Interventions for people with disabilities in low‐and middle‐income countries: evidence and gap map

Added July 16, 2020

Citation: Saran A, White H, Kuper H. Evidence and gap map of studies assessing the effectiveness of interventions for people with disabilities in low‐and middle‐income countries. Campbell Systematic Reviews. 2020;16(1):e1070.

What is this? The COVID-19 pandemic may worsen disparities in health and socioeconomic outcomes for people with disabilities. Existing research on intervention to help people with disabilities in low- and middle-income countries might be useful for policy makers.

In this Campbell evidence and gap map, the authors searched for randomized trials and systematic reviews on the effects of programmes for people with disabilities and their carers in low- and middle-income countries (LMICs). They did not restrict their searches by language and did the search for articles published between 2000 and January 2018. The evidence and gap map contains 59 systematic reviews and 50 impact evaluations from lower‐middle income countries, 48 from upper‐middle income countries and 9 from low income countries.

What was found: Whilst the evidence base is relatively large, it is unevenly distributed and the quality needs to be improved.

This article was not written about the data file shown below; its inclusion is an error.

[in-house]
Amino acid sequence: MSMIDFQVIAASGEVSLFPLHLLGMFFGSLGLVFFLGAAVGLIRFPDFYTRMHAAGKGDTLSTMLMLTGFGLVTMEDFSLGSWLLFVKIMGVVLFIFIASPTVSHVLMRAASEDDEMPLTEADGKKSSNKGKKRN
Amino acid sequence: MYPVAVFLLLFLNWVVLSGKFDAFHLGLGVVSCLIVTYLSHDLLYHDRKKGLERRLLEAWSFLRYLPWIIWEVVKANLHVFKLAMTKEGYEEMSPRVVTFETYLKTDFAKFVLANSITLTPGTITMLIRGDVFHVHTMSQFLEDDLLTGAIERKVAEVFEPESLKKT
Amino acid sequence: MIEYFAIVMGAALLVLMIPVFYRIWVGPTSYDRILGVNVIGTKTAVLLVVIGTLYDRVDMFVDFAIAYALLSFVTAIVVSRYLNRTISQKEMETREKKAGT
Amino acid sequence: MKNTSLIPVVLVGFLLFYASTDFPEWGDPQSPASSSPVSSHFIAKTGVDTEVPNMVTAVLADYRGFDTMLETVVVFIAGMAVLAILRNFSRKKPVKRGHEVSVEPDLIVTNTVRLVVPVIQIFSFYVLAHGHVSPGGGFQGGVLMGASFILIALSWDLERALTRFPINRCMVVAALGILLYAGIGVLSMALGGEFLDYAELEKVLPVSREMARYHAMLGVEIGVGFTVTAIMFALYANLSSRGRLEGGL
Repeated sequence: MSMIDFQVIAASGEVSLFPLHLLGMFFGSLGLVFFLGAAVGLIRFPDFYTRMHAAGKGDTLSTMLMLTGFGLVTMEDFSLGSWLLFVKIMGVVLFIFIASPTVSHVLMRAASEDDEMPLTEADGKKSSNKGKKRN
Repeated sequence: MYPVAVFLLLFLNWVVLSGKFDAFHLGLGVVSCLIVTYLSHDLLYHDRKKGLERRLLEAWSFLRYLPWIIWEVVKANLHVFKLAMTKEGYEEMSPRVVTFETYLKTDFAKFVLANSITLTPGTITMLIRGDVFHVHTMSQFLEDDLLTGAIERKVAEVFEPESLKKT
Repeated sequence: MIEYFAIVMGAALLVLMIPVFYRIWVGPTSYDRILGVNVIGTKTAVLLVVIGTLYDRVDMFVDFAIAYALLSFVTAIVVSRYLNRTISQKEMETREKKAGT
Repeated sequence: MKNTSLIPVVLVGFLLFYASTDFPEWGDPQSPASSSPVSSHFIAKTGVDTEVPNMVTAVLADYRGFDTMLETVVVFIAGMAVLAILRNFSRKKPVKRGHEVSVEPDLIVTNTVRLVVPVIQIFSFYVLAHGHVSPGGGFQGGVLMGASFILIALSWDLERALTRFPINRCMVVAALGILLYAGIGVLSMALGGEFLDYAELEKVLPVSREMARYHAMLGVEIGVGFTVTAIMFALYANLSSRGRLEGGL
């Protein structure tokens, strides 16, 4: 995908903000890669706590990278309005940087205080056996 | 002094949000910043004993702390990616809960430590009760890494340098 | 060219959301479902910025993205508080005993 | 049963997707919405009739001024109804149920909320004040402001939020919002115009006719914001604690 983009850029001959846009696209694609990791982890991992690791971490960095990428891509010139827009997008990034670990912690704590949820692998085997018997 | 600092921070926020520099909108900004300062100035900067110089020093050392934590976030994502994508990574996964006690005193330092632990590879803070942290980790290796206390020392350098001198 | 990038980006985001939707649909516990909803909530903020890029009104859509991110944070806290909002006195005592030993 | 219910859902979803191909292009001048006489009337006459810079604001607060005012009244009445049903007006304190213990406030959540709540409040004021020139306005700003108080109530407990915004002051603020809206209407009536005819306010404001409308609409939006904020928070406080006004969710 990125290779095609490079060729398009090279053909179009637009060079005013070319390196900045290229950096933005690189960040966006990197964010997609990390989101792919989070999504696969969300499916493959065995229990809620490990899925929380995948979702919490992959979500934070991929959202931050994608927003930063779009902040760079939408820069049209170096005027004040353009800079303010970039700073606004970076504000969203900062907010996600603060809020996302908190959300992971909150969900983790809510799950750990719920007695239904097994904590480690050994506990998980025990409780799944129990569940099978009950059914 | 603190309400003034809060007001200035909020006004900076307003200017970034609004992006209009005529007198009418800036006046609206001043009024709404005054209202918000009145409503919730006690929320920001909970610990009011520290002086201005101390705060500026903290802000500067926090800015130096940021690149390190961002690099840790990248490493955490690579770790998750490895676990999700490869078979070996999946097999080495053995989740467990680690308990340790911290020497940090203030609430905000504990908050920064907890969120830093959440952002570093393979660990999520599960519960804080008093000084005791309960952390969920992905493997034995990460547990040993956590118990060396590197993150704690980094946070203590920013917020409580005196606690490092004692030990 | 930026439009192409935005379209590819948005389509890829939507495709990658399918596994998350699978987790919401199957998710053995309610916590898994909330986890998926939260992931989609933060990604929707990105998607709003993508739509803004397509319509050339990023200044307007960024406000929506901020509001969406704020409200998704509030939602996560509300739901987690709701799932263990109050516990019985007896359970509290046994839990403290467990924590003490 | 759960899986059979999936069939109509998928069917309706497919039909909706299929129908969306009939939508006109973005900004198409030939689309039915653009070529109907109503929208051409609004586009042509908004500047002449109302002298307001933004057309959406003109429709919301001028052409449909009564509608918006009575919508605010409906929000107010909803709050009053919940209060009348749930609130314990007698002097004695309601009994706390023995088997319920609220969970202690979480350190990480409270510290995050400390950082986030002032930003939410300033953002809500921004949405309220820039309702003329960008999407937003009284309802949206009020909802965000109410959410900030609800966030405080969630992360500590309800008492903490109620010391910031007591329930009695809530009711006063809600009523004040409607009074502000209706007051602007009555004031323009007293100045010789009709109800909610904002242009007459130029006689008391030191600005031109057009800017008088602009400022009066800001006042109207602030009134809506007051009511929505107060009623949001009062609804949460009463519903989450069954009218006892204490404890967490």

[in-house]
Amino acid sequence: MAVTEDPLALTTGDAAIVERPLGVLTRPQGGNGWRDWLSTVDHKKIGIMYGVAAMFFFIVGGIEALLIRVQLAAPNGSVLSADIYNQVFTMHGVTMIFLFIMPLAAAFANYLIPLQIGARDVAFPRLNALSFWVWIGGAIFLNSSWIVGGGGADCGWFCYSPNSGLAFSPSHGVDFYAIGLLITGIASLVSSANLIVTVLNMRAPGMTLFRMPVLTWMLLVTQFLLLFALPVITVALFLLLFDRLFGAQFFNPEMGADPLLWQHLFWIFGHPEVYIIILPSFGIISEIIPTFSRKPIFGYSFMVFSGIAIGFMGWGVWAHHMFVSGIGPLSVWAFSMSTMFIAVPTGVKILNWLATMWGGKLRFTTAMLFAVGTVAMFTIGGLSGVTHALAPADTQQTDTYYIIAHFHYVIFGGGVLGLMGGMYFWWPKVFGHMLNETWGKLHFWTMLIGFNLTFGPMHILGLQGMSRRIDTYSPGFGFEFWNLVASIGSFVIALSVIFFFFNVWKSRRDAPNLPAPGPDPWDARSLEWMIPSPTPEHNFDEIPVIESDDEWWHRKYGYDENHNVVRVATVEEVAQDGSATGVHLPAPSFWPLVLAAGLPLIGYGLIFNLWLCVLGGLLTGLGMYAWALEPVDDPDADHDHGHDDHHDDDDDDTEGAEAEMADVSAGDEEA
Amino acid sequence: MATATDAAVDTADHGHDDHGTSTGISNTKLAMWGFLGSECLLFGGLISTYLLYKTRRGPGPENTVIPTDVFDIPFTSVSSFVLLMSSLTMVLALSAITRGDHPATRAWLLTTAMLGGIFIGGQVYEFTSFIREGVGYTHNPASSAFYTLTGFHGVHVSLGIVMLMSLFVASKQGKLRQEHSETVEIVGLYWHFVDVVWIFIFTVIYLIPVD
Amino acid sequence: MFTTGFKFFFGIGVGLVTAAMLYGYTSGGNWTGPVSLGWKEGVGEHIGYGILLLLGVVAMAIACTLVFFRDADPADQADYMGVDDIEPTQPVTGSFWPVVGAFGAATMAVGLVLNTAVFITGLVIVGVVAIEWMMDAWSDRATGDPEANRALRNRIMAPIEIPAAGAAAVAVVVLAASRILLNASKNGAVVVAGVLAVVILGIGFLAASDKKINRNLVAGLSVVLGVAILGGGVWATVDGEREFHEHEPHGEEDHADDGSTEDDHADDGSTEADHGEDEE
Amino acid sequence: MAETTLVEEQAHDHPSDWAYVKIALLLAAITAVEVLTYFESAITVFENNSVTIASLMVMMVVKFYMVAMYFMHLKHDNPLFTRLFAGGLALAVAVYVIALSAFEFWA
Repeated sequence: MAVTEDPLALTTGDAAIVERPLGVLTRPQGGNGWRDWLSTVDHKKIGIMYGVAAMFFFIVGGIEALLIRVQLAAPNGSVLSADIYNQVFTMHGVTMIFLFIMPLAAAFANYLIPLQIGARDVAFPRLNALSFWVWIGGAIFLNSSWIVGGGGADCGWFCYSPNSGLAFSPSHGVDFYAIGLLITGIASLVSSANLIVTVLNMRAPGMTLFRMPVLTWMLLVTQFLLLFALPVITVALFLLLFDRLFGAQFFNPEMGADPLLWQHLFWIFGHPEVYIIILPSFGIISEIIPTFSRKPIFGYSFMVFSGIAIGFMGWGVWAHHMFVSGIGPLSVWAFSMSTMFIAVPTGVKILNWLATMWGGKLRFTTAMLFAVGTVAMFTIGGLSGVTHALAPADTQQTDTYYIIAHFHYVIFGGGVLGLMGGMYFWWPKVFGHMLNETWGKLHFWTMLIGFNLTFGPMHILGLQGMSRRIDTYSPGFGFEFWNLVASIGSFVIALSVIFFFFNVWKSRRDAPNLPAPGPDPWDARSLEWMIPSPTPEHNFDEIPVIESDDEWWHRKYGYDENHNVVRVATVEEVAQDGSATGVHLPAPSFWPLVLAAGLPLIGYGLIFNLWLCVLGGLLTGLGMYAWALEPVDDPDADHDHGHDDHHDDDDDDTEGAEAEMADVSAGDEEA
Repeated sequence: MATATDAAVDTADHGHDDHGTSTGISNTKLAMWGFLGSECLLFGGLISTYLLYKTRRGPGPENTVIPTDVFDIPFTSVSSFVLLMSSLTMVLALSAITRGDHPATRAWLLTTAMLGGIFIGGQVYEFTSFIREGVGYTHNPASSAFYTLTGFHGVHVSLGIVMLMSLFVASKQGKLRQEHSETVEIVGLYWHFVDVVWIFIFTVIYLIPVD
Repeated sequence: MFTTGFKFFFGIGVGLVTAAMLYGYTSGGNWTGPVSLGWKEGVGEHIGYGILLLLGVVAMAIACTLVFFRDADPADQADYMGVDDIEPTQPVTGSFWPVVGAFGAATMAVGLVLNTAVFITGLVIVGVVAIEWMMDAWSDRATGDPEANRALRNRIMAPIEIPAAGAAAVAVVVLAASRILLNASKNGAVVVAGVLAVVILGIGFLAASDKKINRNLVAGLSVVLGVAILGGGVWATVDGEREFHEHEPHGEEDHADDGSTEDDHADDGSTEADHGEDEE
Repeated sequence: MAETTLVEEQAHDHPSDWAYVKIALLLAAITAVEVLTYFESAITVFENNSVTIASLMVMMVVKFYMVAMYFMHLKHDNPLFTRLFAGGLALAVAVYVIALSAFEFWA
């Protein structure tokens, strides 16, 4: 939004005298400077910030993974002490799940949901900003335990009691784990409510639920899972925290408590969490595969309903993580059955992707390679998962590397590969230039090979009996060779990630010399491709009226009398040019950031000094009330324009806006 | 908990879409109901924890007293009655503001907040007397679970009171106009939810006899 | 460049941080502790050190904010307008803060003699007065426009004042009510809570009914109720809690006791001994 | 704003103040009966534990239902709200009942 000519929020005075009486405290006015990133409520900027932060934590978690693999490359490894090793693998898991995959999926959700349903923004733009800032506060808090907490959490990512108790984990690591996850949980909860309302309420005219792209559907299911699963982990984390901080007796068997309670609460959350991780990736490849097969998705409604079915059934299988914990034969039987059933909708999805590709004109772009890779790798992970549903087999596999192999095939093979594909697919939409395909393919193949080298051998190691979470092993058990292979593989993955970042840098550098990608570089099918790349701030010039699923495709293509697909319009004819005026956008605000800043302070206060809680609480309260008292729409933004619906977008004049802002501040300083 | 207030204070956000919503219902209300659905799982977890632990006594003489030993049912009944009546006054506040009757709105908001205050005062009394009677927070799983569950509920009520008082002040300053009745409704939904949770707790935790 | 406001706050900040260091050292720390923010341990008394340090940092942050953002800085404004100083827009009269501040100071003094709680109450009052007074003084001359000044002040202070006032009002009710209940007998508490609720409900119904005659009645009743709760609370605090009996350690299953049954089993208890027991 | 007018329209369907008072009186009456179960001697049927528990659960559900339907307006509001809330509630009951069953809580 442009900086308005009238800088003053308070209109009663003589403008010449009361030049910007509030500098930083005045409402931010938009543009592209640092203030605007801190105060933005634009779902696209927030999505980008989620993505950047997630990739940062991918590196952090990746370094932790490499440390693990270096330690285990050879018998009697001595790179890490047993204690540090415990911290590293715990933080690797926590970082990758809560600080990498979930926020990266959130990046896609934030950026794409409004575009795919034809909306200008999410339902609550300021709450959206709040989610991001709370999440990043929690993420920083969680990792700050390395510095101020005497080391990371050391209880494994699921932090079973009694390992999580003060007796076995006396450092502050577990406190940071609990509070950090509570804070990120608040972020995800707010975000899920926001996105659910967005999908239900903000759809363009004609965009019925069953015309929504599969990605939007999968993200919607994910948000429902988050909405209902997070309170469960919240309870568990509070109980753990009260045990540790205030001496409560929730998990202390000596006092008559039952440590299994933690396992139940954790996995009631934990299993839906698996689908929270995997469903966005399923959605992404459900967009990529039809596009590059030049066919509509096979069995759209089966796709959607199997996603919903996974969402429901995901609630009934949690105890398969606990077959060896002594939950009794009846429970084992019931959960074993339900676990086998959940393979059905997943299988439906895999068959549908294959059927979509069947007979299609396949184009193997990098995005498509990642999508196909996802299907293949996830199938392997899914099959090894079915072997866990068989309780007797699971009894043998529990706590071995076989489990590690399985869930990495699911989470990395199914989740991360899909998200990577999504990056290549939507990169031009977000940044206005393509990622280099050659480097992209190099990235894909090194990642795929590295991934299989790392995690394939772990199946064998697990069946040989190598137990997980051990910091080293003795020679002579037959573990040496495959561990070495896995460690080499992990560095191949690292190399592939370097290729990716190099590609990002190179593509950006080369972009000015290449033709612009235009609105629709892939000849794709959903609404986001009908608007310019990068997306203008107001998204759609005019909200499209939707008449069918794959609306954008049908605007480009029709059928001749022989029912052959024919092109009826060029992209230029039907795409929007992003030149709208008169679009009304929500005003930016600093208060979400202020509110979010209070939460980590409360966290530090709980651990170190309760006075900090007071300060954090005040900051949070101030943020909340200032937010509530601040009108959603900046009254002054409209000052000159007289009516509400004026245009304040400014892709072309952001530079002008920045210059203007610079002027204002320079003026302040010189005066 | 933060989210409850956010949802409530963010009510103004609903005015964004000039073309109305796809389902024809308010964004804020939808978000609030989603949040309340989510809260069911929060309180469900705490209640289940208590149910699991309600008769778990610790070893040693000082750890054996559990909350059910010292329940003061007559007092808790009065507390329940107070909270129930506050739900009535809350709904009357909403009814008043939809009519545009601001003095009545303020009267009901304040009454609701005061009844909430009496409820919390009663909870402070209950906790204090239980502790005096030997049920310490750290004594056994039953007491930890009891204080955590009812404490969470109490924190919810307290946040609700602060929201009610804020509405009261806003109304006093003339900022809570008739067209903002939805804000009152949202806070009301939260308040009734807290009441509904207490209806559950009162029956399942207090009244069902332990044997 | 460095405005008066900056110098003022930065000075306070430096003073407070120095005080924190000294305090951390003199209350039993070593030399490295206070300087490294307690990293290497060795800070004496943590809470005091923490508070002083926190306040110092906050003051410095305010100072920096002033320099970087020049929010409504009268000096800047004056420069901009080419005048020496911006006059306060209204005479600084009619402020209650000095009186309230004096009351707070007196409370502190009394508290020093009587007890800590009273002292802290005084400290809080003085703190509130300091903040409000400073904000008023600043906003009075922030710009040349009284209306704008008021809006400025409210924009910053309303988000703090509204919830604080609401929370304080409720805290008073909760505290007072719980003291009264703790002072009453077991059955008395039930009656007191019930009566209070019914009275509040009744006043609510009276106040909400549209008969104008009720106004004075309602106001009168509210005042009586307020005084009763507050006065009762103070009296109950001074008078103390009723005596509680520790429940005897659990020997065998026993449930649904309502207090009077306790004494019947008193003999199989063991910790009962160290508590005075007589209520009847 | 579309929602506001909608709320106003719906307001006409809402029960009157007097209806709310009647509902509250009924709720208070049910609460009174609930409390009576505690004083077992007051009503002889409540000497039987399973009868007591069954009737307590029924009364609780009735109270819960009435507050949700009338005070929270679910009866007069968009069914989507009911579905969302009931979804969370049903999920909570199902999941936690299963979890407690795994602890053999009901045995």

This evidence and gap map provides a starting point for researchers, decision makers and programme managers to access the available research evidence on the effects of interventions for people with disabilities in LMICs. An interactive evidence gap map is available here.

The studies were unevenly distributed across intervention areas. Health is the most heavily populated area of the map (118 of the 166 studies), followed by education (40 studies).

There are relatively few studies for livelihoods and social, and virtually none for empowerment; and very few studies measured access to assistive devices, nutrition or immunisation.

More studies are also needed in rights-based approaches, livelihoods and empowerment; and from low-income settings.


Disclaimer: This summary has been written by staff and volunteers of Evidence Aid in order to make the content of the original document accessible to decision makers who are searching for the available evidence on the coronavirus (COVID-19) but may not have the time, initially, to read the original report in full. This summary is not intended as a substitute for the medical advice of physicians, other health workers, professional associations, guideline developers, or national governments and international agencies. If readers of this summary think that the evidence that is presented within it is relevant to their decision-making they should refer to the content and details of the original article, and the advice and guidelines offered by other sources of expertise, before making decisions. Evidence Aid cannot be held responsible for any decisions made about the coronavirus (COVID-19) on the basis of this summary alone.